Chloe Pohland, One of Seton Hill’s First Nursing Grads, Thrives in Medical Surgical ICU at UPMC Mercy

Chloe Pohland was one of the first students to graduate with a nursing degree from Seton Hill. Now a medical surgical intensive care unit (MSICU) nurse at UPMC Mercy, she recently took the time to answer a few questions about her Seton Hill experience, and her new career.

Why did you choose to study nursing at Seton Hill?

I chose to study nursing at Seton Hill because of the family-like atmosphere. I grew up in a private grade school and loved my professors always knowing my name. I felt the same way at Seton Hill. I knew that I was important to my professors both professionally and personally. This is also partly why I worked so hard. I liked to be accountable to my professors and the hard work they put in for my benefit. I truly thrived with the nursing faculty at Seton Hill. Dr. Kondas (nursing program director) is my favorite.

What clinical experience/s did you have before you graduated? 

My clinical experience started my freshman year of nursing school. I was given a job by Dan Wukich, who founded our School of Nursing, at a networking event. They worked with my school schedule well and I enjoyed my time in assisted living facilities thoroughly. I still have a deep love for geriatrics because of that early experience. 

My next venture outside of school was a summer internship with UPMC. I applied to be a student nurse extern, and was given a position in the trauma burn intensive care unit at UPMC Mercy. I fell in love with both critical care and UPMC Mercy. After my internship ended, I knew that I wanted to stay at Mercy. 

I was hired in the Emergency Department during my last year of nursing school as a patient care technician. Working at a level one trauma hospital in the ER was a dream for me. I briefly considered emergency nursing. I saw so much and learned so much. 

Finally, I applied for a job in the MSICU at UPMC Mercy and have been there since. It’s amazing how much only a couple of months make in learning critical thinking. I am so excited to start in the ICU as a new graduate. I know it was the right choice for me.

"I knew that I was important to my professors both professionally and personally."

What do your days look like now as an MSICU nurse?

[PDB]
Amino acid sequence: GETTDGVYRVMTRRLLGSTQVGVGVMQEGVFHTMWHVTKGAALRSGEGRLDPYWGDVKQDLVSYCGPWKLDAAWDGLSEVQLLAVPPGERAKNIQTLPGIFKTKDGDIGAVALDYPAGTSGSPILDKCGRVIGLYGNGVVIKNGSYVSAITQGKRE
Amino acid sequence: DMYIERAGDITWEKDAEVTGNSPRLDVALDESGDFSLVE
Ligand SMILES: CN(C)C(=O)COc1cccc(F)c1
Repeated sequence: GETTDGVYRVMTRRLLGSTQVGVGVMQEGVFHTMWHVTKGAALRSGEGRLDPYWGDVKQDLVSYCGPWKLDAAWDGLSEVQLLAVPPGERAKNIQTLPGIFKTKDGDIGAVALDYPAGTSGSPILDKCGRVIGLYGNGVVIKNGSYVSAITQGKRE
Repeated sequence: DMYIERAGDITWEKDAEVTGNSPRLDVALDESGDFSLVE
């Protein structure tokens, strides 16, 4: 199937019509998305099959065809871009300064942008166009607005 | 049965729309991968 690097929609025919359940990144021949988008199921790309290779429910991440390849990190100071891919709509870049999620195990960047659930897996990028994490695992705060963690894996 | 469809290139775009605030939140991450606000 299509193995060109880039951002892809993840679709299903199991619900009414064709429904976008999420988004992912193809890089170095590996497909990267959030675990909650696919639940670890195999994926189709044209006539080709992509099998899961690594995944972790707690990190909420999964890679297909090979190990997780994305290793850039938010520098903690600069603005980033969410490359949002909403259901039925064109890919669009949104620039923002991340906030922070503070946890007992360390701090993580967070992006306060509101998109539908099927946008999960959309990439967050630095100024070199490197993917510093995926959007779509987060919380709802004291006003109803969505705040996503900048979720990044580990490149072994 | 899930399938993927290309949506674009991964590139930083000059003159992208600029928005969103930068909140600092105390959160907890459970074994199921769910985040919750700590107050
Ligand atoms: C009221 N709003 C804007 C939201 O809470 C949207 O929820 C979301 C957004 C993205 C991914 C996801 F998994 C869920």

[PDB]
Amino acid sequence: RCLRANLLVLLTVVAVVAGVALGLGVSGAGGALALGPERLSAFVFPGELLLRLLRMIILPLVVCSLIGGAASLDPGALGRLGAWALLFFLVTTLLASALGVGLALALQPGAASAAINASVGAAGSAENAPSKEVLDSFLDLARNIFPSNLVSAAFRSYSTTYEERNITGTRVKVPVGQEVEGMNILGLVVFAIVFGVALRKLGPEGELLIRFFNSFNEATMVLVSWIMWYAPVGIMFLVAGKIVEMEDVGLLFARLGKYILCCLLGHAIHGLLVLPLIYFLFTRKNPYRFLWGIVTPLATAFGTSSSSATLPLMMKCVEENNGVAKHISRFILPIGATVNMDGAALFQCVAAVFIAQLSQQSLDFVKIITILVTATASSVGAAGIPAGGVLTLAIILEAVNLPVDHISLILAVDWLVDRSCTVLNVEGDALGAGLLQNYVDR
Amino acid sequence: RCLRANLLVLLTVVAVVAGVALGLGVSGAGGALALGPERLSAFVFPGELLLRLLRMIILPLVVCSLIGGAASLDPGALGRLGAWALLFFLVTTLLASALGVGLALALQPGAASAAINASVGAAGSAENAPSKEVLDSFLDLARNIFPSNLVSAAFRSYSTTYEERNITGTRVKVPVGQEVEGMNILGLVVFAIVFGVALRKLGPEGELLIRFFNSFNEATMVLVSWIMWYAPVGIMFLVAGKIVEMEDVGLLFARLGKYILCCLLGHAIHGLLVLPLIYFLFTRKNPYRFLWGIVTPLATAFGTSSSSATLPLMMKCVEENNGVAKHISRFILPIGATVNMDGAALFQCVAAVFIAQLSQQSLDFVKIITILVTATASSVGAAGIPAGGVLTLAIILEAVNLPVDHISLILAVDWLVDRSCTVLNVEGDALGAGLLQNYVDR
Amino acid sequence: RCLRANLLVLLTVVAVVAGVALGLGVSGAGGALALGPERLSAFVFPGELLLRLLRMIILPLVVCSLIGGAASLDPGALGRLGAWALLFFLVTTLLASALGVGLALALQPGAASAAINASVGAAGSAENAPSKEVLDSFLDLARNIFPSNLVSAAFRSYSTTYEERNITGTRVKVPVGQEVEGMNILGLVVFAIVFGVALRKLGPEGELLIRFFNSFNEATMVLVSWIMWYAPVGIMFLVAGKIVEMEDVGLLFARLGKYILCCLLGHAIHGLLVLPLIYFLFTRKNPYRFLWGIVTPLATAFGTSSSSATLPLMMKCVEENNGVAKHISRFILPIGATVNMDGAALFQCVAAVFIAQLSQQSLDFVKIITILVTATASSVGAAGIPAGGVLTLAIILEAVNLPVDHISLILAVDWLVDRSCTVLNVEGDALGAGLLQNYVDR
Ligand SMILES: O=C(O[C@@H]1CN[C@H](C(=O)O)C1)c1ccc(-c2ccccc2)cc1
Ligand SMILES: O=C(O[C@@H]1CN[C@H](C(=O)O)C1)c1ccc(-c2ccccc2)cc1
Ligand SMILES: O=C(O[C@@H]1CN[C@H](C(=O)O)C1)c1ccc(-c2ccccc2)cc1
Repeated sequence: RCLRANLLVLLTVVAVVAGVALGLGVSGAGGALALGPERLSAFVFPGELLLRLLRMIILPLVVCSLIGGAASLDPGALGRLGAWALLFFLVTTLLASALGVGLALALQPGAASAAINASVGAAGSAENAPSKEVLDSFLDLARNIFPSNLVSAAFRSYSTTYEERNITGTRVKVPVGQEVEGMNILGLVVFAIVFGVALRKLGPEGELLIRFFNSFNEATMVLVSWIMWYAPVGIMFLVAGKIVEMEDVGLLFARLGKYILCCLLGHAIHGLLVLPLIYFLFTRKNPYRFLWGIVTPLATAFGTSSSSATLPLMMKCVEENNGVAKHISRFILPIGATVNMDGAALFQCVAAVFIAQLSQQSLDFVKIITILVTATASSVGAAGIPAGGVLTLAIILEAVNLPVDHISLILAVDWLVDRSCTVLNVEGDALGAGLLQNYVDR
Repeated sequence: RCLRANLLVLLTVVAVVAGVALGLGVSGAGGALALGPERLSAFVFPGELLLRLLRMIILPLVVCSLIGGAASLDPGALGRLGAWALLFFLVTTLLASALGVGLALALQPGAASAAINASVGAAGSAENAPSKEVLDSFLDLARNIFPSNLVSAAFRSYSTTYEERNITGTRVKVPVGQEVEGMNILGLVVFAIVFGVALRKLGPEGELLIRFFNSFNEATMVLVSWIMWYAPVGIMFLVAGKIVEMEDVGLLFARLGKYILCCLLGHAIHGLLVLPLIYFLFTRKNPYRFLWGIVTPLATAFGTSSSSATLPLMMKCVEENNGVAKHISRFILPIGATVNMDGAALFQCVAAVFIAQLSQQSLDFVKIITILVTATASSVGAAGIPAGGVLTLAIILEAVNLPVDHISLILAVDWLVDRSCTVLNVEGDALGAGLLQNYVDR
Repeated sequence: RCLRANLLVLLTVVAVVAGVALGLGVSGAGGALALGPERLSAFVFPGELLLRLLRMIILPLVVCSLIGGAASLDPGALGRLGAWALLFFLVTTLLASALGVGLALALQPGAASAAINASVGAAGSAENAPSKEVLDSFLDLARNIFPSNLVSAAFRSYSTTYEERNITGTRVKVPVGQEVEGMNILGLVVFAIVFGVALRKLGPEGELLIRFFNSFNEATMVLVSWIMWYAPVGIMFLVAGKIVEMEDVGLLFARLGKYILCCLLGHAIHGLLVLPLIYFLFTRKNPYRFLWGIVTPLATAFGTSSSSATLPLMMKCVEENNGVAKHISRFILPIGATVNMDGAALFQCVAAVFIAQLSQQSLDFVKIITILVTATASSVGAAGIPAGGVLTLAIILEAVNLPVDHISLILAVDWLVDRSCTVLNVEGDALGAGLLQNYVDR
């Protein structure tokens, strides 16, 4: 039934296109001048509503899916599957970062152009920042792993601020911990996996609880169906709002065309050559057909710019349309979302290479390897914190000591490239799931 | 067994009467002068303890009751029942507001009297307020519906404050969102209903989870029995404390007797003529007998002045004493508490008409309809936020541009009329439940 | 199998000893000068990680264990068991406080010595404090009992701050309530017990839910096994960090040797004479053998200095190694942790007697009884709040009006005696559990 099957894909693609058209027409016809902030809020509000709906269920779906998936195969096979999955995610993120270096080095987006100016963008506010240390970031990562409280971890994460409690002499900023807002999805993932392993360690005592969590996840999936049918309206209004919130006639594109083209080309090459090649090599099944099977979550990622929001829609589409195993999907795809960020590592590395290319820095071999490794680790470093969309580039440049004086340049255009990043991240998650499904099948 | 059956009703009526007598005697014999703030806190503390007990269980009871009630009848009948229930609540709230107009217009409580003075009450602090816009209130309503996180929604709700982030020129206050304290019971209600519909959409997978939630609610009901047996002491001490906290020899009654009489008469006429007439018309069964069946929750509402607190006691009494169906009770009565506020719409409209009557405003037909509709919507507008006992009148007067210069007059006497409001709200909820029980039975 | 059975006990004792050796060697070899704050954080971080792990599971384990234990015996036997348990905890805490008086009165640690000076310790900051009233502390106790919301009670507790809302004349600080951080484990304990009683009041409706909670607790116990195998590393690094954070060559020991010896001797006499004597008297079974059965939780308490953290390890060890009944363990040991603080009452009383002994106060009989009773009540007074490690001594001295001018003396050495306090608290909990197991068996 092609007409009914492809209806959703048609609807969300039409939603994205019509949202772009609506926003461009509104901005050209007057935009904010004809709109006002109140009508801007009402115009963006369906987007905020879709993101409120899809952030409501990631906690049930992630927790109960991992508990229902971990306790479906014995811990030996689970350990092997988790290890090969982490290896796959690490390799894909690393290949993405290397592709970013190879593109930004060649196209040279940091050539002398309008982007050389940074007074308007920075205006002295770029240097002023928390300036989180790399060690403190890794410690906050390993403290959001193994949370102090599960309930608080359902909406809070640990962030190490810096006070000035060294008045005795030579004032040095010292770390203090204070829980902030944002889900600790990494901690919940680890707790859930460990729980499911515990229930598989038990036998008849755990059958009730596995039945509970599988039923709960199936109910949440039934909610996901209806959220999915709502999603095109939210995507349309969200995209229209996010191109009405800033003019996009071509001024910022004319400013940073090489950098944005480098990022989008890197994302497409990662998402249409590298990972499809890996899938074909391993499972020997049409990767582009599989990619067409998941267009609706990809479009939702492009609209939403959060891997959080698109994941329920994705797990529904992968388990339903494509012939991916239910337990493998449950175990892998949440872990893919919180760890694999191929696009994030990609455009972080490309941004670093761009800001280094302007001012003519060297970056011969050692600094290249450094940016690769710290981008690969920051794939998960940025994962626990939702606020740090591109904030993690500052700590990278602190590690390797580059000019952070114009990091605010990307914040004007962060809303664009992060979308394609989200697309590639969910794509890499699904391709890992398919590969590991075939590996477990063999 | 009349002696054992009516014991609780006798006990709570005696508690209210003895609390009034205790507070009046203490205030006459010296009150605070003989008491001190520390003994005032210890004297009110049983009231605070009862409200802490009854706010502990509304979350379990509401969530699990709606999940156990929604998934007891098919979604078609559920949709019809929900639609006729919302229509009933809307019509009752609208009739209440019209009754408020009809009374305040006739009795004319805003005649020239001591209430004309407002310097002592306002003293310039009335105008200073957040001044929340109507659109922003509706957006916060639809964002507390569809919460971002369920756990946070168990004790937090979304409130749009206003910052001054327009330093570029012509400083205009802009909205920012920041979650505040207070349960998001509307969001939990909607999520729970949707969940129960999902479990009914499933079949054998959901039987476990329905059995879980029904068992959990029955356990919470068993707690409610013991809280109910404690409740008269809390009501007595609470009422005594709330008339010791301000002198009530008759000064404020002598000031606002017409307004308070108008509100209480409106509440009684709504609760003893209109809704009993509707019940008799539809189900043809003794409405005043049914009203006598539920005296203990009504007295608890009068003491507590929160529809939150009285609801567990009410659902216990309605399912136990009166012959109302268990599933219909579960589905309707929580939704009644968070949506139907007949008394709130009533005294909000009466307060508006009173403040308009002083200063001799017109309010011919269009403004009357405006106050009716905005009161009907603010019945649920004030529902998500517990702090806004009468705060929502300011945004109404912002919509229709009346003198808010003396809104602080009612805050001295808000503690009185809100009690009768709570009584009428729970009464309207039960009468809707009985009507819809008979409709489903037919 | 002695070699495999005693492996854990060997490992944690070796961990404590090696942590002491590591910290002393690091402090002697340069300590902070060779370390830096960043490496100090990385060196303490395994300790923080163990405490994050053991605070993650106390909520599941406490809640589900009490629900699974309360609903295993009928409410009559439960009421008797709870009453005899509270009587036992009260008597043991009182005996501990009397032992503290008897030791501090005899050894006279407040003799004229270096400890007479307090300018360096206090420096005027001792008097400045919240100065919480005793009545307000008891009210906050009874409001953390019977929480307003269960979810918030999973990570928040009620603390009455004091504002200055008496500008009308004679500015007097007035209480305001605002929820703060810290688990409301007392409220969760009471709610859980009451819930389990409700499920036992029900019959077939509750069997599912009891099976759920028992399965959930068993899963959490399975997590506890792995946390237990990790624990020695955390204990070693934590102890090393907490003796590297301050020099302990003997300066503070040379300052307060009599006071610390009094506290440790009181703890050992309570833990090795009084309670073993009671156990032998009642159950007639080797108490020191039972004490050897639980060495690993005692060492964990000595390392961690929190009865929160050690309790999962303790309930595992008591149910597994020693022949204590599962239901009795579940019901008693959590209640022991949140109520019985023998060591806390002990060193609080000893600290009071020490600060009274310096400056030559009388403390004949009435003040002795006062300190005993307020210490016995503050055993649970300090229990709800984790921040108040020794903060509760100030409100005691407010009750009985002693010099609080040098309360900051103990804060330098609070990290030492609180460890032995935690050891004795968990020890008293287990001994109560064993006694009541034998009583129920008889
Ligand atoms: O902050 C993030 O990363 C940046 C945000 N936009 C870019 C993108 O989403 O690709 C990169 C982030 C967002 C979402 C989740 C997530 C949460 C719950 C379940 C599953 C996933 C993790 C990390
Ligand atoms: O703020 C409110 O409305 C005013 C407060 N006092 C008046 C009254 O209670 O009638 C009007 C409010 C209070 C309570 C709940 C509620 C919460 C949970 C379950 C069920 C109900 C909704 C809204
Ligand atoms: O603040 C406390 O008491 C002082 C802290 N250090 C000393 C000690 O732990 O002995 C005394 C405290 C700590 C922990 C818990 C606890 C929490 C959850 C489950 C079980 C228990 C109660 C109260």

As an MSICU nurse, every day is vastly different. I’ll tell you how my day is supposed to go if there isn’t an emergency. Conditions change very quickly in the ICU. Patients can become unstable quickly, and nursing is all about prioritizing and reassessing goals. 

A normal day starts with getting a report from the night shift and meeting my patients. I assess my patients and look in their charts to see what our plans are for the day. The physicians and multidisciplinary team round with the nurses, discussing multisystem care for every patient. The nurse has this opportunity to advocate for the patients. (One of the attendings actually complimented me this morning for advocating so well for my patient yesterday. Nurses really do make the difference!)

We work closely with the physicians in the ICU and they are wonderful colleagues. After rounds, we know more about how our day will look. Are we trending labs? Are we going for diagnostic tests? Are we having family meetings? Are we providing comfort care in an end of life situation? We work really well as a team here at UPMC Mercy’s MSICU. 

I’ve had physicians, respiratory therapists, patient care technicians, and other nurses go out of their way to help me and my patients. I work in a wonderful environment. 

The shift ends how it starts: give a report to the night shift and then go home for 12 hours, eat, sleep and repeat. There is nothing more gratifying than seeing some of the sickest patients leave the ICU in much better health. There is also nothing more special than providing end of life care and providing that dignity that each person deserves.

Are there specific skills or knowledge gained at Seton Hill that you use in your current position?

I owe everything I know to Mrs. Tara Phillips (assistant professor of nursing) at Seton Hill. She taught me everything I use on a daily basis. A lot of nursing is instinctual. But, reading arterial blood gasses and understanding diabetic ketoacidosis: my hat is off to Mrs. Phillips. 

I recommend that nursing students always ask questions. I believe you must ask questions to understand what you are doing. 

I think people skills are also very important. You have to be able to talk to anyone when you are a nurse. You are with people for the worst moments of their lives, and also with them while they are getting better. It’s important to be able to make the patients feel at ease and comfortable.

What would you tell a high school student who is thinking about coming to Seton Hill to study nursing?

I would tell them that Seton Hill’s nursing program is a wonderful place to be. I learned so much and am so grateful for my time there. I would do it again. I would also tell a high school student who is thinking about Seton Hill University that they need to be comfortable going to a smaller school.  

I feel prepared for my job and that’s something I never thought would happen. Nursing isn’t about knowing everything, it’s about being able to understand what you don’t know and find the answers and resources you need. 

Photo above: Chloe Pohland, left, with friend and fellow classmate Alani DiLonardo.

Read more about the first class of nursing graduates with this story about Chloe's classmate, Alexander Salai, and his nursing career.